Productive Futures: The Political Economy of Science Fiction
12- 14 September 2019
By Jasmine Sharma
“The history of science fiction (SF) is the history of unreal economics: from asteroid mining to interstellar trade, from the sex work of replicants to the domestic labour of housewives of galactic suburbia, from the abolition of money and property to techno- capitalist tragedies of the near future.”
The opening statement of the Call for Papers caught the attention of researchers, scholars, artists and authors engaged with the central theme of the conference: science fiction. The connection between science fiction and economics broadened the dynamics of multidisciplinary interaction, encouraging presentations not only from literary studies, but also from architecture, arts and aesthetics, cultural studies, film studies, law, history, politics and international relations, media studies, philosophy, science and technology studies, social anthropology and many more.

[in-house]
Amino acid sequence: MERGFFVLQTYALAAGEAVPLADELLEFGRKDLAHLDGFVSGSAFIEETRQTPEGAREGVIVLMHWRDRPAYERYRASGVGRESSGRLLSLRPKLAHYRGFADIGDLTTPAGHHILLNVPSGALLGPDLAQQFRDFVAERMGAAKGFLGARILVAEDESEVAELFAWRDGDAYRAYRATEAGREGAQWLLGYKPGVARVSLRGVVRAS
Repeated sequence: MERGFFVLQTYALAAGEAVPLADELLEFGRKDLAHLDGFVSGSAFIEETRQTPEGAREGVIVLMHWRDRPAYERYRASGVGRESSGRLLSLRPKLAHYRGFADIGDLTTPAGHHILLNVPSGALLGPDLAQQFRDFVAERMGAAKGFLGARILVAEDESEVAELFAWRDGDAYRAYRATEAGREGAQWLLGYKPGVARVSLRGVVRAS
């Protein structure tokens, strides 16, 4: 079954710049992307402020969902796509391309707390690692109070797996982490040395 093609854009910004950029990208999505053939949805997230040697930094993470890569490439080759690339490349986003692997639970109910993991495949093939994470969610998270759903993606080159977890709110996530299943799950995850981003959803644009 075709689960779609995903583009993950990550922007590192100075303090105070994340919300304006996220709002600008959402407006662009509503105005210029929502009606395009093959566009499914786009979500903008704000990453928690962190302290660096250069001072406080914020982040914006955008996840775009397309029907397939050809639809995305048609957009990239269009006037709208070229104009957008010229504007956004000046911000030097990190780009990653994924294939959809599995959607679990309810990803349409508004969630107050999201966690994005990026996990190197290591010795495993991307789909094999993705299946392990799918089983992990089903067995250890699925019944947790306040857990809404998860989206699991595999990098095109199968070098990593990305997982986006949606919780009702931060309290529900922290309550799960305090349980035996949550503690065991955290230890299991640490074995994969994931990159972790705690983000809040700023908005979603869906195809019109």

Organized by the London Science Fiction Research Community (LSFRC), and held within the heart of the city, that is the School of Arts Building, Birkbeck, the conference witnessed an exciting exchange of ideas and an orientation to global participation. UK delegates were joined by those from other European countries like Denmark, Germany, Finland and Netherlands, from Canada and the USA, and finally from institutes as distant as The University of Wollongong, Australia, The Chinese University of Hong Kong, and The Indian Institute of Technology, India. It was suggested at the end of the conference, only half-jokingly, that LSFRC now stood for Large Science Fiction Research Community.